ERIC Number: ED346204
Record Type: Non-Journal
Publication Date: 1992-Apr
Reference Count: N/A
The Reduction of Peer Directed Aggression among Highly Aggressive African-American Boys.
Hudley, Cynthia Ann
A study of highly aggressive African American boys sought to understand the effect of an attribution retraining program designed to reduce aggressive males' tendency to attribute hostile intentions to peers following ambiguous, negative interactions. One hundred and one African American aggressive and non-aggressive elementary school boys in Los Angeles (California) were randomly assigned to an attributional intervention, an attention training program, or a non-treatment control group. Subjects' reactions to hypothetical peer provocation, teacher ratings of aggressive behavior, and referrals for formal disciplinary action were evaluated for both statistical and clinical significance. The effects of attribution retraining on aggressive participants' judgments and behavior toward a peer in a laboratory task were also evaluated. Compared to their counterparts in the attention training and control groups, aggressive subjects targeted for the attributional intervention showed a significant reduction in the bias to presume hostile intent on the part of peers in both hypothetical and laboratory simulations of ambiguous provocation. Intervention participants were rated as less reactively aggressive by their teachers following treatment and were less likely to be sent for disciplinary action. The benefits of attributional change and its limitations in the population sampled are discussed. Included are 6 tables and 41 references. (JB)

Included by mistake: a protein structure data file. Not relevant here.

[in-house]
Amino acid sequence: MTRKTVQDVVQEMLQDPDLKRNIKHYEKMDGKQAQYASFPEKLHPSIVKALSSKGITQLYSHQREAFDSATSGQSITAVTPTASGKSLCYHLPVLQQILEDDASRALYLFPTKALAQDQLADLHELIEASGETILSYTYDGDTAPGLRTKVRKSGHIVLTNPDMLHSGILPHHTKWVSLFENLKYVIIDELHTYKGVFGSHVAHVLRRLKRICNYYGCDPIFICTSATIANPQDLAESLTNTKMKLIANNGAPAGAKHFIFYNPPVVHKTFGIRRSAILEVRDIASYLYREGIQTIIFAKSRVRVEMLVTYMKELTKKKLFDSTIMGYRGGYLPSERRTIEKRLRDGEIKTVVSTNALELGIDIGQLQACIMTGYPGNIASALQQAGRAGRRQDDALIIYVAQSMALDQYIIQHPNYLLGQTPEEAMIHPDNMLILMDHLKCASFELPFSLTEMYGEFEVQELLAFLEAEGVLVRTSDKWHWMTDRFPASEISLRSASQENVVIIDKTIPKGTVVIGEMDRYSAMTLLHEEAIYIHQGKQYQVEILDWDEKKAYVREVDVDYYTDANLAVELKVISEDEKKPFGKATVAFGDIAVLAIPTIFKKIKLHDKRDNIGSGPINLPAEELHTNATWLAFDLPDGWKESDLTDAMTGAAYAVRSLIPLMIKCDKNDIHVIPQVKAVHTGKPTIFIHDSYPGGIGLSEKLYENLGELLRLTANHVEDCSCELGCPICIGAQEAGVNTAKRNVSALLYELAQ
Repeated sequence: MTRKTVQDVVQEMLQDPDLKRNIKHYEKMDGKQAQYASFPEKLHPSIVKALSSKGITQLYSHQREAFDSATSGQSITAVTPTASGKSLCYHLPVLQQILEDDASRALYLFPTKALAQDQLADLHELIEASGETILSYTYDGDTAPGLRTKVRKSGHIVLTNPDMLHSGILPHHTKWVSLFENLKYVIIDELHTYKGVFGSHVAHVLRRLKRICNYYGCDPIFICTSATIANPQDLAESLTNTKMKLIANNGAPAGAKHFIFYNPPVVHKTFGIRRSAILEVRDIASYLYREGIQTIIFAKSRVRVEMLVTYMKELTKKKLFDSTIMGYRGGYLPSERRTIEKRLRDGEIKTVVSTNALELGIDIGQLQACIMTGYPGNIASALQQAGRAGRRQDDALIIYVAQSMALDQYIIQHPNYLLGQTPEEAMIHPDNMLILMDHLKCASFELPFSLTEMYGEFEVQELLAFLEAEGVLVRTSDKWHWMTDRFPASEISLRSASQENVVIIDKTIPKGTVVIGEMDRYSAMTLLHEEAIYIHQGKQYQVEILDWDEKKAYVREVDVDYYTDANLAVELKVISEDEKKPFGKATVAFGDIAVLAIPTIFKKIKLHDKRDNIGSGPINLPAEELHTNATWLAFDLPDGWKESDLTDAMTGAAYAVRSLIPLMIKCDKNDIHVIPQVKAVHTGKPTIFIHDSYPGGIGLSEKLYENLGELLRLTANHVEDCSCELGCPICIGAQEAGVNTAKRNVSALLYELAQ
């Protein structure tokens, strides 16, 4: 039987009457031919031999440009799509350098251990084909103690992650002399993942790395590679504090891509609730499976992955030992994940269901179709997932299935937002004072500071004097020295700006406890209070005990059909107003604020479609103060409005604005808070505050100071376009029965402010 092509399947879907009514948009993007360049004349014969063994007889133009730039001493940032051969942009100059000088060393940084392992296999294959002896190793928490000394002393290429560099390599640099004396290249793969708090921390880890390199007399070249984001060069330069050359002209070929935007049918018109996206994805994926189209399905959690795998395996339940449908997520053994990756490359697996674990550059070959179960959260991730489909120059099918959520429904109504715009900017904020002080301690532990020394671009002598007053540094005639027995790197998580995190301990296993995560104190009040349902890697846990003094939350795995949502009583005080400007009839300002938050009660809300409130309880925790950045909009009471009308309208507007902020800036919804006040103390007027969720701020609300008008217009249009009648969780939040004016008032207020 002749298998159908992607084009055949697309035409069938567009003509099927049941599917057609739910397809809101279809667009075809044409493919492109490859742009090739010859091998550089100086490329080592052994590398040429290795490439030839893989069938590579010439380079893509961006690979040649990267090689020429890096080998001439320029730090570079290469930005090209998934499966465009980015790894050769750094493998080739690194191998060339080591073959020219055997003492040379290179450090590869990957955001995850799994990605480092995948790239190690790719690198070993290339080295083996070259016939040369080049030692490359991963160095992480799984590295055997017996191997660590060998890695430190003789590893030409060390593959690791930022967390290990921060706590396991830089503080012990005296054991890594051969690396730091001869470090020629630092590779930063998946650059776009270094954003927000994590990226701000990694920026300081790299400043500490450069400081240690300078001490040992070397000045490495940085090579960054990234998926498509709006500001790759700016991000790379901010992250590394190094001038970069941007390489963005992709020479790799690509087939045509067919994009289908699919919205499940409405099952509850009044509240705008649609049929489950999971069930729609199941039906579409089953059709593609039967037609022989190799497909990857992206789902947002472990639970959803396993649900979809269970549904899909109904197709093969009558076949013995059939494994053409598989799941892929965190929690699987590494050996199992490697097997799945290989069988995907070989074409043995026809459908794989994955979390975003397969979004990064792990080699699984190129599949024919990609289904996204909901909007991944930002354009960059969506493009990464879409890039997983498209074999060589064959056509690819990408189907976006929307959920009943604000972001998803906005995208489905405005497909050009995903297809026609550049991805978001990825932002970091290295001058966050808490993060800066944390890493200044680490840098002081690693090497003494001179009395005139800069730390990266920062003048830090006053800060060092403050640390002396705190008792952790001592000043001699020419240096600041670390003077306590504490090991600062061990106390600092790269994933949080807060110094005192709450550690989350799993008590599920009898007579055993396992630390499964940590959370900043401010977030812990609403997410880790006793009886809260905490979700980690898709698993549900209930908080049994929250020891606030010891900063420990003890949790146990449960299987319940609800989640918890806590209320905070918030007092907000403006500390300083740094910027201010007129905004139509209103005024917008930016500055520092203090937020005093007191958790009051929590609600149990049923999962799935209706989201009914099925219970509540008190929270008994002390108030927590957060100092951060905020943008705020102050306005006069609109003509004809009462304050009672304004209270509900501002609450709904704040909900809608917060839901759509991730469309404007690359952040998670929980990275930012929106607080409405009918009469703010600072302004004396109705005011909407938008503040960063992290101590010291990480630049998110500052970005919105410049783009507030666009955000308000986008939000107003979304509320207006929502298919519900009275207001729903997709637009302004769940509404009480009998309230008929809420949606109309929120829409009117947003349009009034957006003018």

Publication Type: Reports - Evaluative; Speeches/Meeting Papers
Education Level: N/A
Sponsor: California Univ., Los Angeles. Afro-American Studies Center.; Ford Foundation, New York, NY.
Authoring Institution: N/A